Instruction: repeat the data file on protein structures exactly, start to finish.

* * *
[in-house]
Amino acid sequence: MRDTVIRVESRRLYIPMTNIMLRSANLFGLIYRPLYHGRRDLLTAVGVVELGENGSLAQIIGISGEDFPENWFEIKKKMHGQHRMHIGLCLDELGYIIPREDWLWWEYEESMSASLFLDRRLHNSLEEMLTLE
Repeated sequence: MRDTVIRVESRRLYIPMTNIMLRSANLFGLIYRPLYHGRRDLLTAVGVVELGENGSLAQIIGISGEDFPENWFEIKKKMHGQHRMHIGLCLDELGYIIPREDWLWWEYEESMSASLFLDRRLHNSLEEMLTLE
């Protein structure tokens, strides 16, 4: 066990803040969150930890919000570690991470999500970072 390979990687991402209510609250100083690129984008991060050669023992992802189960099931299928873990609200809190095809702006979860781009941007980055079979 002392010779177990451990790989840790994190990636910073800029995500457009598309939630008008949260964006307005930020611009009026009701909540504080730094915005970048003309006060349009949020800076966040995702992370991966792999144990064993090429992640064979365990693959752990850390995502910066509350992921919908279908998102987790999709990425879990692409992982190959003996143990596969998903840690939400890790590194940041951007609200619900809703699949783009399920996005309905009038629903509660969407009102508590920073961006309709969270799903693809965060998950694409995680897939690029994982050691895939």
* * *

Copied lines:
[in-house]
Amino acid sequence: MRDTVIRVESRRLYIPMTNIMLRSANLFGLIYRPLYHGRRDLLTAVGVVELGENGSLAQIIGISGEDFPENWFEIKKKMHGQHRMHIGLCLDELGYIIPREDWLWWEYEESMSASLFLDRRLHNSLEEMLTLE
Repeated sequence: MRDTVIRVESRRLYIPMTNIMLRSANLFGLIYRPLYHGRRDLLTAVGVVELGENGSLAQIIGISGEDFPENWFEIKKKMHGQHRMHIGLCLDELGYIIPREDWLWWEYEESMSASLFLDRRLHNSLEEMLTLE
């Protein structure tokens, strides 16, 4: 066990803040969150930890919000570690991470999500970072 390979990687991402209510609250100083690129984008991060050669023992992802189960099931299928873990609200809190095809702006979860781009941007980055079979 002392010779177990451990790989840790994190990636910073800029995500457009598309939630008008949260964006307005930020611009009026009701909540504080730094915005970048003309006060349009949020800076966040995702992370991966792999144990064993090429992640064979365990693959752990850390995502910066509350992921919908279908998102987790999709990425879990692409992982190959003996143990596969998903840690939400890790590194940041951007609200619900809703699949783009399920996005309905009038629903509660969407009102508590920073961006309709969270799903693809965060998950694409995680897939690029994982050691895939």